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PREFACE.

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This booklet contains the Pure Foods Act of 1907, as amended in 1909, 1911 and 1913; the Pure Drugs Act of 1907, as amended in 1913 and 1915; the rules and regulations of the California State Board of Health for the enforcement of these acts; information relative to guaranties, their nature and use; the standards of purity proclaimed by the Secretary of the United States Department of Agriculture, which, under the law, are the standards for California.

There is also included the Cold Storage Act of 1913, and 1915 amendments, with rules and regulations for its enforcement; the Food Sanitation Act of 1909; the Milk Pasteurization Act of 1915; the Certified Milk Act of 1913; and the Raisin Act of 1915.

The food inspection decisions of the Secretary of the United States Department of Agriculture are included, since they have the force of law in California.

All inquiries relative to the enforcement of the laws here published should be addressed to Prof. E. J. Lea, Director, Bureau of Foods and Drugs, Berkeley, California.

WILBUR A. SAWYER, Secretary California State Board of Health. October 1, 1916.

GUARANTIES: THEIR NATURE AND USE.

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Both the state and federal foods and drugs acts contain provisions enabling every dealer, whether wholesaler or retailer, to protect himself against prosecution for the sale of adulterated or mislabeled articles which have been produced, manufactured, or packed by some one else.

By the simple means of requiring that a guaranty be given with all goods purchased (except as hereinafter noted), the dealer may shift the responsibility to the person from whom he buys. This, however, is something that the dealer must do for himself, and he must investigate the subject of guaranties sufficiently to know that he is protected.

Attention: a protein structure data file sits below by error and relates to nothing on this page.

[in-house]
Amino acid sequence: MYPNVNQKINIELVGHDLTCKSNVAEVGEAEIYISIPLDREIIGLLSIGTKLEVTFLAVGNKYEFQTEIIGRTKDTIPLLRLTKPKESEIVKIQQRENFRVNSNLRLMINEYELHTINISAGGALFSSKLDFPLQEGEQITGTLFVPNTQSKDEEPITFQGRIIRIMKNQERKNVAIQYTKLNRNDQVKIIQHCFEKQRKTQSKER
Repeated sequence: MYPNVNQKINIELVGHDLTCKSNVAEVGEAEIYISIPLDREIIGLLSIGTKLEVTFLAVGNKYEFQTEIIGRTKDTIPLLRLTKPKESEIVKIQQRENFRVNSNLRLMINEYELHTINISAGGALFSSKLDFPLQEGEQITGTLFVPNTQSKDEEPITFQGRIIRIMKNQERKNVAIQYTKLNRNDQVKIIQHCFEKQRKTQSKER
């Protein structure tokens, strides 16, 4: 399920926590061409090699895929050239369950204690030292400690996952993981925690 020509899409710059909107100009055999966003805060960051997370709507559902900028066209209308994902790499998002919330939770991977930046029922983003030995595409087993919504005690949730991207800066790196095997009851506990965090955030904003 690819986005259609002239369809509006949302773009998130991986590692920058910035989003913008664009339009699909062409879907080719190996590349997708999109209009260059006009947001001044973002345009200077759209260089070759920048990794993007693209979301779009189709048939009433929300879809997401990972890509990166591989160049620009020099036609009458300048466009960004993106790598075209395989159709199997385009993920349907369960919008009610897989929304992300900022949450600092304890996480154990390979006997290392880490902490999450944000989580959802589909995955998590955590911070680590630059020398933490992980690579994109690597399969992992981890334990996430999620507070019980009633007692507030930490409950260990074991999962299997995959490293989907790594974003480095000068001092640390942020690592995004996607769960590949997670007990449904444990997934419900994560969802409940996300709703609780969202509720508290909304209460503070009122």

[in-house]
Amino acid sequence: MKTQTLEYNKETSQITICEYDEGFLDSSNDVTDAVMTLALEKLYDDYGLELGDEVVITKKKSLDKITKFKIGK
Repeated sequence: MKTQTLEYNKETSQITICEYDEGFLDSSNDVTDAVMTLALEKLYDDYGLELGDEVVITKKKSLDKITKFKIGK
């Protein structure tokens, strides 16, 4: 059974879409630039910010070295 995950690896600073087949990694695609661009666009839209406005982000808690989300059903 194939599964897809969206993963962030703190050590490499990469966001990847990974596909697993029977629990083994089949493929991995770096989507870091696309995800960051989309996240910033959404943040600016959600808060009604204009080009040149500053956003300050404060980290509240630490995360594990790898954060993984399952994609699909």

It is believed that if dealers will study the following synopsis of the law on this subject, and will carefully comply with the suggestions therein made, they will have no difficulty in avoiding prosecution for any adulteration or misbranding done by any one except themselves.

The guaranty legend and serial number are no longer permitted on labels, in accordance with the provisions of Food Inspection Decisions 153, 155, and 167.

Guaranties, under the California foods and drugs acts, are of two kinds, general and special. 1. A convenient form for the general guaranty is as follows:

I [we), the undersigned, do hereby guarantee that the articles of foods, liquors, and drugs manufactured, produced, prepared, compounded, packed, distributed, or sold by me [us] (specifying the same as fully as possible) are not adulterated or misbranded within the meaning of the Food and Drugs Act, June 30, 1906, as amended, and are not adulterated, mislabeled, or misbranded, within the meaning of The California Pure Foods Act, March 11, 1907, as amended, or The California Pure Drugs Act, March 11, 1907, as amended. Dated, (Signed in ink.).

(Name, place of business and address of the

guarantor, and the statement as to whether guarantor is corporation or copartnership.)

2. The special guaranty must contain the name and address of the guarantor, an itemized statement of the articles purchased, and a statement that they are not misbranded, mislabeled, or adulterated within the meaning of the California law. It must be in substantially the following form:

The undersigned hereby guarantees that the articles of drugs foods, or liquors, as the case may be, specifying them), this day sold to (name of dealer) and mentioned in the attached invoice, are not adulterated, misbranded, or mislabeled, within the meaning of The California Pure Foods (or Drugs, as the case may be) Act, March 11, 1907, as amended.

Dated,

(Name, place of business and address of the

guarantor, and statement as to whether guarantor is corporation or copartnership.)

A convenient method of using the special guaranty, which has been adopted by many manufacturers and wholesalers, is to print or stamp the form on all invoices, and sign such invoices as they go out.

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